COVID-19 (Coronavirus)

UPDATE - Fayette County Moving to Green Phase, Effective June 5, 2020

On May 29, Governor Wolf announced that Fayette County and counties in the surrounding region will be moving to the "green" phase of re-opening. This takes effect on Friday, June 5.  

Guidelines and best practices for businesses re-opening, as well as more information on which businesses are allowed to re-open, are available here. Information on the three stages of re-opening (red, yellow, and green) is also available.


Guidance for green counties in PA during COVID-19

Fayette County, PA COVID-19 Resources

  1. Individuals
  2. Businesses
  3. First Responders & Healthcare Providers

We have put together a large list of resources for individuals affected by COVID-19 in Fayette County.  Click here for our list of resources for individuals.

For basic information on the COVID-19 coronavirus, including what to do if you are sick, fact sheets, strategies for preventing the spread, and more, visit the PA Department of Health COVID-19 Fact Sheets page.

Note: While we make every effort to create and maintain an exhaustive list, it is by no means complete, as the situation is ongoing and ever-changing.

Quick Links

For the most up-to-date local news in Fayette County, visit the Herald-Standard COVID-19 news page.

Important Phone Numbers

If you cannot find a resource you need, dial 211. If you have a medical emergency, dial 911.

  1. Community & Self Protection

What You Need to Do

Protect yourself and your community from getting and spreading respiratory illnesses like coronavirus disease 2019. Everyone has a role to play in getting ready and staying healthy.

We encourage residents to take “everyday preventive actions” to prevent the spread of illness and to keep our communities healthy.

Practice Social Distancing

Social distancing is a set of actions you can take to avoid close contact with others to prevent the spread of illnesses like COVID‐19.

  • Stay home as much as possible.
  • If gatherings are necessary, limit the number of people to 10.
  • Call to check on family, neighbors, and older adults instead of visiting.
  • Check with your healthcare provider about telehealth options.

If you are at higher risk for serious illness from COVID-19 because of your age or because you have a serious long-term health problem, please take extra actions to reduce your risk of getting sick. Learn more.

If You Are Feeling Sick

Stay home. If you develop a fever and symptoms of respiratory illness, such as cough or shortness of breath, stay home. Distance yourself from others in the household and if possible, stay in your own bedroom and use your own bathroom. If your symptoms worsen, call your healthcare provider.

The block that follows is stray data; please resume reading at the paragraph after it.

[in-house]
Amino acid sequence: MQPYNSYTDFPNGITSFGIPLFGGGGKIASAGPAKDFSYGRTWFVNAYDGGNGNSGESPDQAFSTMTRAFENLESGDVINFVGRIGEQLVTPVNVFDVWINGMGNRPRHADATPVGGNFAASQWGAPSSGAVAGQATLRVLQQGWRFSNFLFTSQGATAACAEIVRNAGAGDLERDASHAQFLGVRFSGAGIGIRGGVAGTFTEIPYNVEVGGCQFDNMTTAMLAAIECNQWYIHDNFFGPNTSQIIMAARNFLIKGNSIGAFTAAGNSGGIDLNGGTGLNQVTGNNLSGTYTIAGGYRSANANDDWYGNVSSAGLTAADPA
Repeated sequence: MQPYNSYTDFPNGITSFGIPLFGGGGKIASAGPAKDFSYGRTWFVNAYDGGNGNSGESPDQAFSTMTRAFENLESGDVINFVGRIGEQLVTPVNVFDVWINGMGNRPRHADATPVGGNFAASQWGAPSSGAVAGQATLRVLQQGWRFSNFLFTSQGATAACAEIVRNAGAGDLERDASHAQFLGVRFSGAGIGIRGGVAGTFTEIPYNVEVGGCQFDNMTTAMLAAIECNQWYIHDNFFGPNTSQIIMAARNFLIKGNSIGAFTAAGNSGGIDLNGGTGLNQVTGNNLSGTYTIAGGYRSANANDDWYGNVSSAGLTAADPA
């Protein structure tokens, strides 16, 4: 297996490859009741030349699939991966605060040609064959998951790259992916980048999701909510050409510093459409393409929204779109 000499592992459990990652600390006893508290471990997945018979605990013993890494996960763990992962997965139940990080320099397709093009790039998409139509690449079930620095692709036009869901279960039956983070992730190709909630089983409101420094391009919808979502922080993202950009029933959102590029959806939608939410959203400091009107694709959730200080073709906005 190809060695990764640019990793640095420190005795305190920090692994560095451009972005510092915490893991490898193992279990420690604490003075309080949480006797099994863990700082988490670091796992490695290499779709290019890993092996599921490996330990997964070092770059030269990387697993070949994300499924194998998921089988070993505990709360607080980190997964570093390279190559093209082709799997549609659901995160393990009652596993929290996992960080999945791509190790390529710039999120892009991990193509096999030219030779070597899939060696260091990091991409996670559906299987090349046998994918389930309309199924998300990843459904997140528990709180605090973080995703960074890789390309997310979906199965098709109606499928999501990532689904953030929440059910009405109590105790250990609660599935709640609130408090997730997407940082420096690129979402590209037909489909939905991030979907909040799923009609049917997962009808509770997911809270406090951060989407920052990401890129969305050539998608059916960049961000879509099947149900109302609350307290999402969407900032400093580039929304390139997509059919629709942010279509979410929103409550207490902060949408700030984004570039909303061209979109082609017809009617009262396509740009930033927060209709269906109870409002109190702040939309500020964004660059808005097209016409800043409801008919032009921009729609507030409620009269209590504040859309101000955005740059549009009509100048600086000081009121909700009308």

Do not walk into a healthcare facility, urgent care clinic, or hospital before calling. Discuss your symptoms with your doctor. If your doctor believes that you need to be tested for COVID-19, your doctor can refer you to a testing site.

When calling 911, tell the operator if you have or may have COVID-19. If possible, put on a facemask

Practice the 3 C’s - Clean, Cover, Contain

Hand washing

Clean

  • Wash your hands often with soap and water for at least 20 seconds.
  • Avoid touching your eyes, nose, and mouth.
  • Clean and disinfect frequently touched surfaces and objects.
Person covering their cough

Cover

  • Cover your cough or sneeze with a tissue, then throw the tissue in the trash.
  • If no tissue is available, cough or sneeze into your upper sleeve, not your hands.
Sick girl staying home in bed

Contain

  • Stay home when you are sick, except to get medical care.
  • Avoid close contact with people who are sick.

Implement Mitigation Strategies in Your Community

The CDC’s "All Community Approach" mitigation strategy is focused on slowing the transmission of COVID-19 and reducing illness and death while minimizing social and economic impacts.

See the Actions for Protecting Communities from COVID-19 guide (PDF) for more information.

  1. Characteristics of COVID-19

Symptoms of COVID-19

CDC's People Who Are at Higher Risk for Severe Illness page

Reported illnesses have ranged from mild symptoms to severe illness and death for confirmed COVID-19 cases.

These symptoms may appear 2 to 14 days after exposure.

Person sweating and running a fever

Fever

Girl covering her cough

Cough

Lungs experiencing shortness of breath

Shortness of Breath

COVID-19 Screening Tool website